Bulldogs players celebrate after a goal during Game 7 of the OHL Finals against the Windsor Spitfire on Wednesday, June 15, 2022. Photo credit: The Hamilton Independent/Kevin Geenen
The Hamilton Bulldogs are OHL champions for the second time in the franchise’s history.
Despite being a new OHL team that has only been in Hamilton since 2015, the Bulldogs have already won two OHL finals. The team won in 2018 and on Wednesday Hamilton became the 2022 OHL champions by beating the Windsor Spitfires 6-1 in front of a packed crowd at the FirstOntario Centre in Game 7 of the finals.
Despite the lopsided score in favour of the Bulldogs, the score was actually much closer for most of the game. Mason McTavish opened the scoring on the first shot just two minutes into the game. Still, the Bulldogs’ second goal didn’t come until thirteen minutes into the second period when Avery Hayes scored on a similar shot.
The Hayes goal was challenged by the Spitfires over a possible goaltender interference, but the OHL video review team determined it was a good goal. Two more Bulldogs goals came in the third period putting Hamilton up 4-0 before Windsor pulled one goal back.
But two empty-net goals by McTavish and Hayes put the game well out of reach and resulted in the final scoreline of 6-1. The FirstOntario Centre recorded an attendance of 11,779, the largest crowd in OHL Finals history. As far as game attendance is concerned, the Bulldogs have the advantage of a larger-than-average stadium compared to other OHL teams.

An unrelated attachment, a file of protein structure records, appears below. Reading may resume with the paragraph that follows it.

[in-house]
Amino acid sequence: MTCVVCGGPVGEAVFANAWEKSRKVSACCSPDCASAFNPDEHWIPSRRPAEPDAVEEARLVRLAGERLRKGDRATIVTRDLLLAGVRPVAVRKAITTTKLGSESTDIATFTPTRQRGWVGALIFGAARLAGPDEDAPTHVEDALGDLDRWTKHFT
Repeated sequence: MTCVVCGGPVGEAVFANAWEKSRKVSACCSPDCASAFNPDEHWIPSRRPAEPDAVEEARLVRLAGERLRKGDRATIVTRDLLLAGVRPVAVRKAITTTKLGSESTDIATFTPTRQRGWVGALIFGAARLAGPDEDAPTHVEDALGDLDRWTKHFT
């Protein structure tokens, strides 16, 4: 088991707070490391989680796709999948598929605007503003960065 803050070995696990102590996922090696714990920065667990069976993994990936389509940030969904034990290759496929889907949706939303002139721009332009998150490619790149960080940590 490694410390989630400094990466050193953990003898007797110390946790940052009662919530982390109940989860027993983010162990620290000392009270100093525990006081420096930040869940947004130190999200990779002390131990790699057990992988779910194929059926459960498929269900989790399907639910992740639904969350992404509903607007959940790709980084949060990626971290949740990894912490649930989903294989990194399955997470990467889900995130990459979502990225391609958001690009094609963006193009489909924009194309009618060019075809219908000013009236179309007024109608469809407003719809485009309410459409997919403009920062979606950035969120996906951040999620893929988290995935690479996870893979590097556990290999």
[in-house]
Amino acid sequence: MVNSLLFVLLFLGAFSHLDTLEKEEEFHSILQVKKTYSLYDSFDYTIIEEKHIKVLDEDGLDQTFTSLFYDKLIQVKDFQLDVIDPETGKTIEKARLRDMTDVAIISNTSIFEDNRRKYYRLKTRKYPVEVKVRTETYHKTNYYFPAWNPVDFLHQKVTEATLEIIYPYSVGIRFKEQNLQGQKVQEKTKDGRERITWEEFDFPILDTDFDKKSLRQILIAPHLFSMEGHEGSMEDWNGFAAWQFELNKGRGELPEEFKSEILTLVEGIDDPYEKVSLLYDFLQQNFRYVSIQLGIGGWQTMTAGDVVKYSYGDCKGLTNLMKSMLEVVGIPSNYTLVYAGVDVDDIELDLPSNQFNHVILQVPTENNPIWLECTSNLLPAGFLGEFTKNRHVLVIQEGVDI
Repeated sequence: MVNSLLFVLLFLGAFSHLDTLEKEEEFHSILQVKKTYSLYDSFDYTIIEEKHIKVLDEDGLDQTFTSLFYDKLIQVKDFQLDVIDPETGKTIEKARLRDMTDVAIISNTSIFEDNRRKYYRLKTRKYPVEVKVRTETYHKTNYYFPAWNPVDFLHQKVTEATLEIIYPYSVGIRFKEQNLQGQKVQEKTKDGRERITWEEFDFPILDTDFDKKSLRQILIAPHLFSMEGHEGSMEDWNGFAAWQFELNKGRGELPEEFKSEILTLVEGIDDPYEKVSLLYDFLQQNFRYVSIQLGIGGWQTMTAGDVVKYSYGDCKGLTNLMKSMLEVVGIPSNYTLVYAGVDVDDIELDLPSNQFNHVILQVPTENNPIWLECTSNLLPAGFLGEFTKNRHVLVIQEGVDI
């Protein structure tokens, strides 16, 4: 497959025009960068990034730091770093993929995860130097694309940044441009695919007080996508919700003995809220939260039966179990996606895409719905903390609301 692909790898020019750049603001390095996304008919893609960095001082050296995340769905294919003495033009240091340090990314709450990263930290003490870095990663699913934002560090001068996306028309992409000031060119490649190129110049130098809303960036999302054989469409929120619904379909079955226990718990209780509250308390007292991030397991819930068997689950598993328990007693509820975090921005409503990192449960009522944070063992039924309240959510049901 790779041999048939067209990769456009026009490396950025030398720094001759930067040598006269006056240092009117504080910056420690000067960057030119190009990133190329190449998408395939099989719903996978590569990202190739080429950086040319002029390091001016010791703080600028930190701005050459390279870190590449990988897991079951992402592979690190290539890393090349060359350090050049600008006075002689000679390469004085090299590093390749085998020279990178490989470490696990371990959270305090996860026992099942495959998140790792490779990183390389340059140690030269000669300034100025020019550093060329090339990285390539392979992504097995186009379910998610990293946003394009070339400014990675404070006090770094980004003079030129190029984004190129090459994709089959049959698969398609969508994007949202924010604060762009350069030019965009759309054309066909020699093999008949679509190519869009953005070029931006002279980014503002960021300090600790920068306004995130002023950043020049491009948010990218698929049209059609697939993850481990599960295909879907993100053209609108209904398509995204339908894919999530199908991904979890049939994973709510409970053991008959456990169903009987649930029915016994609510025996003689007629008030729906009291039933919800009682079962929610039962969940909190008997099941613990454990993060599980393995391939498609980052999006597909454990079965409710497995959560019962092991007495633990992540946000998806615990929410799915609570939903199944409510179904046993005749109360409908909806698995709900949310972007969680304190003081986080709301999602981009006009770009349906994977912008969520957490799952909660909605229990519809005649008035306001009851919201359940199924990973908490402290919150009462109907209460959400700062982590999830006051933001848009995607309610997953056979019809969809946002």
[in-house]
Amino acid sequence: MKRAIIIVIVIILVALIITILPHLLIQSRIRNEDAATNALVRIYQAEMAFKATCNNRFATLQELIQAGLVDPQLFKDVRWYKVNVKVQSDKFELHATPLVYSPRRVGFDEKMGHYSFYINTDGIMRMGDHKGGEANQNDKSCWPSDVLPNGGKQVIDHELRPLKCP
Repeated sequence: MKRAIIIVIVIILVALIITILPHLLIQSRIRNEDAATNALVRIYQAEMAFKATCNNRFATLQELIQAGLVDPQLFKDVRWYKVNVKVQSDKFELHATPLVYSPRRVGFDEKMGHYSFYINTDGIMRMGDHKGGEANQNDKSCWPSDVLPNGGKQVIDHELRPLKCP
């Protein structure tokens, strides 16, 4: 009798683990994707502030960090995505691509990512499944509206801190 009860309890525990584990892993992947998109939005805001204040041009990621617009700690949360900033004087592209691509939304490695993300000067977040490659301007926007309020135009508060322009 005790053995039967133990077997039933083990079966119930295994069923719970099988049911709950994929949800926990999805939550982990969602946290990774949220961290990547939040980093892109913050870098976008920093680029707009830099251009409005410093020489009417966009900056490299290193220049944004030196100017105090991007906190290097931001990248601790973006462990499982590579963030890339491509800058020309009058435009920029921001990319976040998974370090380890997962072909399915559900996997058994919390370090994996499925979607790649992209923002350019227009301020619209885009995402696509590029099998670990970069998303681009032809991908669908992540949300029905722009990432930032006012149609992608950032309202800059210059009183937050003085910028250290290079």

The FirstOntario Centre was originally built in the hopes of attracting an NHL team to the city. Thus, it has a capacity of approximately 17,500. For comparison, the Windsor Spitfires arena holds only 4,400 people.
The Game 7 win for the Bulldogs comes after a challenging series. The Bulldogs dominated their way into the final round by winning twelve straight games, dispatching the Peterborough Petes, Mississauga Steelheads, and North Bay Battalion four games to zero. Windsor proved much more of a challenge for the team.
The Bulldogs’ season seemed to be in jeopardy at multiple points throughout the series. Hamilton was down in the series two games to one, before winning a tight Game 4 in Windsor in overtime. The team could easily have gone down 3-1 in the series.
It also didn’t help that Bulldogs captain Colton Kammerer was out injured since early in Game 2 of the final series and OHL Defenceman of the Year Nathan Staios was out injured until Game 4 of the series. Kammerer remains injured. It’s unclear when he will return.
The Bulldogs will now travel to New Brunswick for the Memorial Cup, which takes place Monday, June 20 until Wednesday, June 29. The Memorial Cup includes the championship teams from the Western Hockey League (WHL) and Quebec Major Junior Hockey League (QMJHL) and is the most prestigious trophy in junior hockey in Canada. This year the four teams in the Memorial Cup are the Hamilton Bulldogs, Saint John Sea Dogs, Edmonton Oil Kings, and Shawinigan Cataractes.
The Memorial Cup begins in a round-robin format with each of the four teams playing each other once. The first-place team after the round-robin advances directly to the finals. The second and third-place teams advance to the semi-finals and the fourth-place team gets eliminated. Whichever team wins the semi-finals plays in the finals in a single winner-take-all game. That game will take place on Wednesday, June 29. The Bulldogs have never won the Memorial Cup – they placed third in 2018.
Based in Hamilton, Ontario, Kevin Geenen reaches hundreds of thousands of people monthly on Facebook, Instagram, TikTok, and Twitter. He is a regular contributor with The Hamilton Independent and has also been published in The Hamilton Spectator, Stoney Creek News, Niagara Independent, and Bay Observer. He has also been a segment host with Cable 14 Hamilton. He is known for Hamilton crime updates and social media news graphics. In 2017, he received the Chancellor Full Tuition Scholarship from the University of Ottawa (BA, 2022). He has also received the Governor General’s Academic Medal from Governor General David Johnston. He formerly worked in a non-partisan role on Parliament Hill in Ottawa.